Here, elbow joint was approached by a posterior longitudinal incision with lazy ‘S’ at the elbow so that it does not cross the elbow at the tip of the olecranon. Subcutaneous dissection was started medially. The ulnar nerve was identified, dissected free and held with the rubber catheter. The lateral epicondyle and supracondylar ridge were then exposed and a deeper incision made to separate the triceps from the brachioradialis and forearm extensors. For the posterior exposure, the triceps was stripped subperiosteafly from the lower part of humerus. The anterior aspect of the elbow was exposed by the subperiosteal dissection of the attachments of brachioradilais and extensor carpi radialis longus from the humerus. Brachialis was also elevated subperiosteally. The radial collateral ligament was identified and divided by a ‘Z’ incision to allow for later repair4 [figure-1]
The anterior capsule was identified and released from humerus under direct vision. The elbow could then be opened in a varus direction and after further stripping of the anterior capsule from the distal humerus and coronoid process. Then joint was dislocated medially. All the soft tissue that seemed to interfere with motion was released under direct vision. Bony obstacles found during the surgical exposure of the joint were excised. Any bone obstacles on the line of motion of the humero-ulnar hinge were also resected. Osteophytes were trimmed. Obliterated olecranon fossa was cleared by resecting the fibro-Osseo-cartilaginous tissue to accommodate the tip of the olecronon process and to improve the range of extension. Anteriorly, radial and coronoid fossa were cleared of fibrous or fibro-Osseo-cartilaginous tissue. Radial head excision was done if considered necessary. All the intra-articular adhesions were removed. Whenever ununited fracture existed, it was reconstructed to restore articular surface as much as possible. However, internal fixation was avoided unless essential.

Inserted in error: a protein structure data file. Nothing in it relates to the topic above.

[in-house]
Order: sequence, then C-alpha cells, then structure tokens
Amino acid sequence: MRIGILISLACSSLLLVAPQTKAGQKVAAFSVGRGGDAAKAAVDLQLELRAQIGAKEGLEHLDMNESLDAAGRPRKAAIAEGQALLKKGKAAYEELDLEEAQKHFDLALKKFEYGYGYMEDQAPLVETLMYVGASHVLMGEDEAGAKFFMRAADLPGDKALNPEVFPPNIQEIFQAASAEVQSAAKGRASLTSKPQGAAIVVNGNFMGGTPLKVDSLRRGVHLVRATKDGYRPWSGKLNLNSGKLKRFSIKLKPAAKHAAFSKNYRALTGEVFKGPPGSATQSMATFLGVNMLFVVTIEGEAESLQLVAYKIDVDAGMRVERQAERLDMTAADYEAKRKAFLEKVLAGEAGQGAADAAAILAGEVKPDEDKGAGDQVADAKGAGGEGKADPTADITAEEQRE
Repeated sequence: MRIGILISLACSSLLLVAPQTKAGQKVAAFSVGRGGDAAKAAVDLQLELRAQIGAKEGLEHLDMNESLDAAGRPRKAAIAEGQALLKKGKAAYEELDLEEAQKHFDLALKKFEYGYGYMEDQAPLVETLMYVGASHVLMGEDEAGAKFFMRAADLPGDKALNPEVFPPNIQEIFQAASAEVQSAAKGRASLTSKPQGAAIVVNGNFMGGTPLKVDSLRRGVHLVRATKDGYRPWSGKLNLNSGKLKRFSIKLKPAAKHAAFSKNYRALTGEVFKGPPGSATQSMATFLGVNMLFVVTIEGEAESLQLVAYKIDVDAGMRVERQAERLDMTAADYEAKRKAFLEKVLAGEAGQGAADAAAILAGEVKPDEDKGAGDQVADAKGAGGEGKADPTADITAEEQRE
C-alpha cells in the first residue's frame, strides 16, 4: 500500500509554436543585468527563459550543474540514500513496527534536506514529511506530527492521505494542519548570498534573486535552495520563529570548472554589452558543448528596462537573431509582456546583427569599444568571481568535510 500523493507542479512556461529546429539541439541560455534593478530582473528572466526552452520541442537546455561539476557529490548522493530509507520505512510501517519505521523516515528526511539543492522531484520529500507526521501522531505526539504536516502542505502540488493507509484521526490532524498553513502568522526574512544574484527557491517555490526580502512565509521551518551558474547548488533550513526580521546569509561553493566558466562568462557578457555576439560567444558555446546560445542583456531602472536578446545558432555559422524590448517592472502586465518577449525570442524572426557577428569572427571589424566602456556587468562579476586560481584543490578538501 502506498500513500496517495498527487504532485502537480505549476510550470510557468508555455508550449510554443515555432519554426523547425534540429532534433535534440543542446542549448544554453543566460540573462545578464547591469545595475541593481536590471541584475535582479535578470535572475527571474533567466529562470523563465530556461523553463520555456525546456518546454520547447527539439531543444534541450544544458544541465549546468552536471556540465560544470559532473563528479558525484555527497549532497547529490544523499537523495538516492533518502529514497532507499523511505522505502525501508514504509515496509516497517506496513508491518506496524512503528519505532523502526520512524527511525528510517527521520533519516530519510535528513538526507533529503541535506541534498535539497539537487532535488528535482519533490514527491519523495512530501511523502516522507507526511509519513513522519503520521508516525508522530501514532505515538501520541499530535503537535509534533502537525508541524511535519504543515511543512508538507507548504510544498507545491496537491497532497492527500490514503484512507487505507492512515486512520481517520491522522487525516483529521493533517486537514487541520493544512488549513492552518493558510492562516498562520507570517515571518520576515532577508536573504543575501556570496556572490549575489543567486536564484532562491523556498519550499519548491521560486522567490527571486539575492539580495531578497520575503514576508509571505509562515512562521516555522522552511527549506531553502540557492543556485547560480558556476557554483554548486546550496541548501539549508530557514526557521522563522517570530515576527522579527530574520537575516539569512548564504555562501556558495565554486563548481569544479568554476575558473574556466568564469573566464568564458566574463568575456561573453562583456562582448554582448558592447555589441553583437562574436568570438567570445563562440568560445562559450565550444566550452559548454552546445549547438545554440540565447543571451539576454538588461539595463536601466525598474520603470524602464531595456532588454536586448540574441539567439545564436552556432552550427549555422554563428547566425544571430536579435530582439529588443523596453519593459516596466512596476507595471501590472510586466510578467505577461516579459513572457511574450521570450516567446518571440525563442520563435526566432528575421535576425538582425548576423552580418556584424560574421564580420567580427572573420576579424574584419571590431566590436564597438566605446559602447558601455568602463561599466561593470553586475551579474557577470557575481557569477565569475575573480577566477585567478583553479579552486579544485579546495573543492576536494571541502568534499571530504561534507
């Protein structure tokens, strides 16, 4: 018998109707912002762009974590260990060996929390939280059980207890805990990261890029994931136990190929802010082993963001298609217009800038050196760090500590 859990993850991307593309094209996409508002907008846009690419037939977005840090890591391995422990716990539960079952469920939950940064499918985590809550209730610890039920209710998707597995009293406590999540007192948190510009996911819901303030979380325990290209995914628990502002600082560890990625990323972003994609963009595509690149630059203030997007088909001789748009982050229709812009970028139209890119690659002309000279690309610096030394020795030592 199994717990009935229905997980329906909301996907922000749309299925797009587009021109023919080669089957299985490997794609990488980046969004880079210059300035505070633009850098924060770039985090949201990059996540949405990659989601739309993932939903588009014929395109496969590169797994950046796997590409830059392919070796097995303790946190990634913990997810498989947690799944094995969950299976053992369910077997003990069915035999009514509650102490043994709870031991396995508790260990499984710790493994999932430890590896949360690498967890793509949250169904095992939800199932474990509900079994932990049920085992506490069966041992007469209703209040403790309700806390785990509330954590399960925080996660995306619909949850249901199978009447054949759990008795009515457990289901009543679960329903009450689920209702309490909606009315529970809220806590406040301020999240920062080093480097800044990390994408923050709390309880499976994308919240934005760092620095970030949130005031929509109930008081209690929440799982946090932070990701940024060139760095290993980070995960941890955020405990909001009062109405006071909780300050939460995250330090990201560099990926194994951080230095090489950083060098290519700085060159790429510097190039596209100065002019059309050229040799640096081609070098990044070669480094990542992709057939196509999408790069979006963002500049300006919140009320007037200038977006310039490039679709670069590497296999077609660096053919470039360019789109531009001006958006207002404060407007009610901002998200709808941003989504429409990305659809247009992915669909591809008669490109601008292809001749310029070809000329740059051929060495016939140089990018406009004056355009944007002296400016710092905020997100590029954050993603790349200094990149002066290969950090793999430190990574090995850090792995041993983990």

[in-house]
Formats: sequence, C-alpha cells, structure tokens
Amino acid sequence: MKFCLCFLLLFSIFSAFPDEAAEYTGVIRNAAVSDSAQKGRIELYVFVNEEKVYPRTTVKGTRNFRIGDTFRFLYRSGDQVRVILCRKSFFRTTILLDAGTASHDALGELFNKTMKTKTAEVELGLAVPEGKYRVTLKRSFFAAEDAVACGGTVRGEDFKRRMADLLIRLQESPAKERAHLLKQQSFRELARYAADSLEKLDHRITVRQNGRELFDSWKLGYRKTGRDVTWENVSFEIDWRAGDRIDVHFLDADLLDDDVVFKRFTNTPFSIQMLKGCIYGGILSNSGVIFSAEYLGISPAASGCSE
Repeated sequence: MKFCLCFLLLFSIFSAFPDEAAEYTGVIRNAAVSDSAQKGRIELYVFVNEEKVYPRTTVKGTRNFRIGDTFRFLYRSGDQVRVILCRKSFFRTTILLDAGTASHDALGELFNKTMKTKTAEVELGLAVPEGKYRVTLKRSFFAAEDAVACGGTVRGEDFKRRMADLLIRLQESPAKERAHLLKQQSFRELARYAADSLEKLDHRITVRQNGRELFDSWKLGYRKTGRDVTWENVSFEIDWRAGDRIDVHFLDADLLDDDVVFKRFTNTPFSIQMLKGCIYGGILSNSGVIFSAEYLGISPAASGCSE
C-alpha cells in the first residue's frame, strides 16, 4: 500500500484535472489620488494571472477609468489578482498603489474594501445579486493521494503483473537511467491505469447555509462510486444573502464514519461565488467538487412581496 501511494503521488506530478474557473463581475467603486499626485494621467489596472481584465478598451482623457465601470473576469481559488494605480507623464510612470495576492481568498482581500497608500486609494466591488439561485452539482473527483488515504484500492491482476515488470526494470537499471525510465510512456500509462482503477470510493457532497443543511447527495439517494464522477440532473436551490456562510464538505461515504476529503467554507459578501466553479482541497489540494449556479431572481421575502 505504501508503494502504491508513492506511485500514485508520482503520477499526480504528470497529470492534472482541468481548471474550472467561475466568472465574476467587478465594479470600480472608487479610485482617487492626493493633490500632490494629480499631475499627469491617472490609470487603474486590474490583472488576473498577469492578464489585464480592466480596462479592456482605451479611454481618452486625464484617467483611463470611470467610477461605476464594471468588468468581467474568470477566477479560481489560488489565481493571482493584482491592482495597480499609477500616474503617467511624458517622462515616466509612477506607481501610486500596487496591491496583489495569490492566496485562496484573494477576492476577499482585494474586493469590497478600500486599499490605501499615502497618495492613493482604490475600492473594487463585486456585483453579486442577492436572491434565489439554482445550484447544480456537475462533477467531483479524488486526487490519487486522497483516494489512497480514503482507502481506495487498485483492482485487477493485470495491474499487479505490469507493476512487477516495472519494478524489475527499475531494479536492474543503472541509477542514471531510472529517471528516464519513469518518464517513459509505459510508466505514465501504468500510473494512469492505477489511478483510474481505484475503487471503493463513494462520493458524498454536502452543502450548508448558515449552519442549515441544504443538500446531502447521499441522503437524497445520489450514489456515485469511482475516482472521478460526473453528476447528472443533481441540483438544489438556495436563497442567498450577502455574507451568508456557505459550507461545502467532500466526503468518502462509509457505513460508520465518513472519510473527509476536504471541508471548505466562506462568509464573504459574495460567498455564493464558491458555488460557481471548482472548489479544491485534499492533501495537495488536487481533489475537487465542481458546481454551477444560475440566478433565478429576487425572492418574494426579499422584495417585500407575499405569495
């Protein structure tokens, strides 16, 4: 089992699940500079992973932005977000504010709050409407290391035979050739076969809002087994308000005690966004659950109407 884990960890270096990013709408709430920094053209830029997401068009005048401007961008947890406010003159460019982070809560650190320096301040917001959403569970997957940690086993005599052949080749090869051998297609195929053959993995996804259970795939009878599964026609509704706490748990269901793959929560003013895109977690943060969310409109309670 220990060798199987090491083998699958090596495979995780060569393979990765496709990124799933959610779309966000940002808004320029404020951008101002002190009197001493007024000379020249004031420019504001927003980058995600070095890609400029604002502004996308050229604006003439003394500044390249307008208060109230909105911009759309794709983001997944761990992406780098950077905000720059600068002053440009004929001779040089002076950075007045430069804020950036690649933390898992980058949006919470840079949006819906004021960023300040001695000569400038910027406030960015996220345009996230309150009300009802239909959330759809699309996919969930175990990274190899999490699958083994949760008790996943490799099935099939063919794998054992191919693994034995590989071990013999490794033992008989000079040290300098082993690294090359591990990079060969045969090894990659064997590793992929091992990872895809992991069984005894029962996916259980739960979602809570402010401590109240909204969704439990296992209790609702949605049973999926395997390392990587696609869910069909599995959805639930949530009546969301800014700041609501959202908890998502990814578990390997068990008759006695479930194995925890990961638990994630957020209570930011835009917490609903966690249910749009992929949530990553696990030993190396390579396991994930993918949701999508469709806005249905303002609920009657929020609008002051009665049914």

After doing joint debridement, joint was relocated and elbow movements were checked. Once full or acceptable range was accomplished, lateral collateral ligament was resutured in its place and after suturing it, elbow movements were re- checked for any restriction due to suturing of the ligament. The joint capsule was not sutured. Anterior transposition of ulnar nerve was done wherever its bed was left irregular.
On completion of debridement the tourniquet was released and haemostasis was secure meticulously. Subcutaneous tissue and skin was sutured. The triceps lengthening was not done in any case.
An above elbow slab was applied in 90° flexion and neutral rotation (midprone). Slab was removed on the second post operative day and active assisted exercises of elbow were started within limits of pain. At six hour interval active assisted exercises were done for 30 - 45 minutes. One movement cycle of flexion - extension was of about 45 seconds just to avoid rupture of adhesions. In between the exercises above elbow slab was applied to give rest to the elbow and keep postoperative period as pain free as possible. A catheter was inserted into the brachial plexus for analgesia during exercise sessions whenever feasible. A combination of lignocaine and bupivacaine was used for the same. The exercise done to prevent intra - articular adhesion formation. Exercises were done daily under supervision and were continued for three to four weeks. Patients were warned not to massage the elbow joint. Initially for five post-operative days, elbow was immobilized in 90 degree flexion. After that elbow was kept in the splints in extremes of flexion and extension alternatively. From one day prior to operation indomethacin 25 mg thrice daily was started3. Stitches were removed on 14th day and patients were called upon the follow up at monthly interval. At each follow up patients were evaluated in terms of Pain, Stability and Range of movements i.e. flexion/ extension pronation / supination and radiologically presence of myositis ossificans and osteoporosis. All the measurements were recorded using a goniometer.